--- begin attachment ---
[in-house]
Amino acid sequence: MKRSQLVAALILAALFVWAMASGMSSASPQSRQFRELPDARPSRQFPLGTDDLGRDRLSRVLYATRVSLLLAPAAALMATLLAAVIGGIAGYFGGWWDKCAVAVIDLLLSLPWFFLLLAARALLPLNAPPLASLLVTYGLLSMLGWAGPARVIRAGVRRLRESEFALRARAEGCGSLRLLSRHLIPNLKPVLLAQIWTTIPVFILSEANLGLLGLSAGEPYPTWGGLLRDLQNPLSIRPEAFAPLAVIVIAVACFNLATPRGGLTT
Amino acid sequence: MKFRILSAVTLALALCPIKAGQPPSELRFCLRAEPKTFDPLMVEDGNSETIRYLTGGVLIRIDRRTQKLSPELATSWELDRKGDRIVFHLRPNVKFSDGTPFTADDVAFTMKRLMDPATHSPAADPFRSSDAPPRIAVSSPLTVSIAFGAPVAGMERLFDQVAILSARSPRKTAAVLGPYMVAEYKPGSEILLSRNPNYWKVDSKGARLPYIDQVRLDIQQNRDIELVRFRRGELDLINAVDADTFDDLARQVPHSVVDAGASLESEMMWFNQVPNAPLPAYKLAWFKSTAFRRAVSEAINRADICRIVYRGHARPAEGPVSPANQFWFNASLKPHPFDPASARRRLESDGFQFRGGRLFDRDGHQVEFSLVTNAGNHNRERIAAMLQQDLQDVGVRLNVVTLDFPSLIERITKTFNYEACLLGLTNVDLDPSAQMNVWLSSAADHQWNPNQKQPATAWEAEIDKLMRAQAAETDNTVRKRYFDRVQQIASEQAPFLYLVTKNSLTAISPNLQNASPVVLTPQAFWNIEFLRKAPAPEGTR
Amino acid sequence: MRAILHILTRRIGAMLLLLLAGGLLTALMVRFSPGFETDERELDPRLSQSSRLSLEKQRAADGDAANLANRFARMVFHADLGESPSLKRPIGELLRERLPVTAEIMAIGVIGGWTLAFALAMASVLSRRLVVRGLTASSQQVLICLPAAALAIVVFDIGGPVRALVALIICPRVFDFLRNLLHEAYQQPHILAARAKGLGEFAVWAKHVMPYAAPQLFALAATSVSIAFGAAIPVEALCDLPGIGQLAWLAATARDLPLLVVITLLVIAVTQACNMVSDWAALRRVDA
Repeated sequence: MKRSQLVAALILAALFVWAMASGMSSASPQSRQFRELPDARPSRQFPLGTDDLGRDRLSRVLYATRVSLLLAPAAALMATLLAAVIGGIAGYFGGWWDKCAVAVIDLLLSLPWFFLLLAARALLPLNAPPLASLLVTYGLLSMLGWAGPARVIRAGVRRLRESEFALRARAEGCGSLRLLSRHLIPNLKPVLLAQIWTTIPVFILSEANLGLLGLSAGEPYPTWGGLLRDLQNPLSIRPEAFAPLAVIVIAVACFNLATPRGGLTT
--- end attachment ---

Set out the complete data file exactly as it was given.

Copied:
[in-house]
Amino acid sequence: MKRSQLVAALILAALFVWAMASGMSSASPQSRQFRELPDARPSRQFPLGTDDLGRDRLSRVLYATRVSLLLAPAAALMATLLAAVIGGIAGYFGGWWDKCAVAVIDLLLSLPWFFLLLAARALLPLNAPPLASLLVTYGLLSMLGWAGPARVIRAGVRRLRESEFALRARAEGCGSLRLLSRHLIPNLKPVLLAQIWTTIPVFILSEANLGLLGLSAGEPYPTWGGLLRDLQNPLSIRPEAFAPLAVIVIAVACFNLATPRGGLTT
Amino acid sequence: MKFRILSAVTLALALCPIKAGQPPSELRFCLRAEPKTFDPLMVEDGNSETIRYLTGGVLIRIDRRTQKLSPELATSWELDRKGDRIVFHLRPNVKFSDGTPFTADDVAFTMKRLMDPATHSPAADPFRSSDAPPRIAVSSPLTVSIAFGAPVAGMERLFDQVAILSARSPRKTAAVLGPYMVAEYKPGSEILLSRNPNYWKVDSKGARLPYIDQVRLDIQQNRDIELVRFRRGELDLINAVDADTFDDLARQVPHSVVDAGASLESEMMWFNQVPNAPLPAYKLAWFKSTAFRRAVSEAINRADICRIVYRGHARPAEGPVSPANQFWFNASLKPHPFDPASARRRLESDGFQFRGGRLFDRDGHQVEFSLVTNAGNHNRERIAAMLQQDLQDVGVRLNVVTLDFPSLIERITKTFNYEACLLGLTNVDLDPSAQMNVWLSSAADHQWNPNQKQPATAWEAEIDKLMRAQAAETDNTVRKRYFDRVQQIASEQAPFLYLVTKNSLTAISPNLQNASPVVLTPQAFWNIEFLRKAPAPEGTR
Amino acid sequence: MRAILHILTRRIGAMLLLLLAGGLLTALMVRFSPGFETDERELDPRLSQSSRLSLEKQRAADGDAANLANRFARMVFHADLGESPSLKRPIGELLRERLPVTAEIMAIGVIGGWTLAFALAMASVLSRRLVVRGLTASSQQVLICLPAAALAIVVFDIGGPVRALVALIICPRVFDFLRNLLHEAYQQPHILAARAKGLGEFAVWAKHVMPYAAPQLFALAATSVSIAFGAAIPVEALCDLPGIGQLAWLAATARDLPLLVVITLLVIAVTQACNMVSDWAALRRVDA
Repeated sequence: MKRSQLVAALILAALFVWAMASGMSSASPQSRQFRELPDARPSRQFPLGTDDLGRDRLSRVLYATRVSLLLAPAAALMATLLAAVIGGIAGYFGGWWDKCAVAVIDLLLSLPWFFLLLAARALLPLNAPPLASLLVTYGLLSMLGWAGPARVIRAGVRRLRESEFALRARAEGCGSLRLLSRHLIPNLKPVLLAQIWTTIPVFILSEANLGLLGLSAGEPYPTWGGLLRDLQNPLSIRPEAFAPLAVIVIAVACFNLATPRGGLTT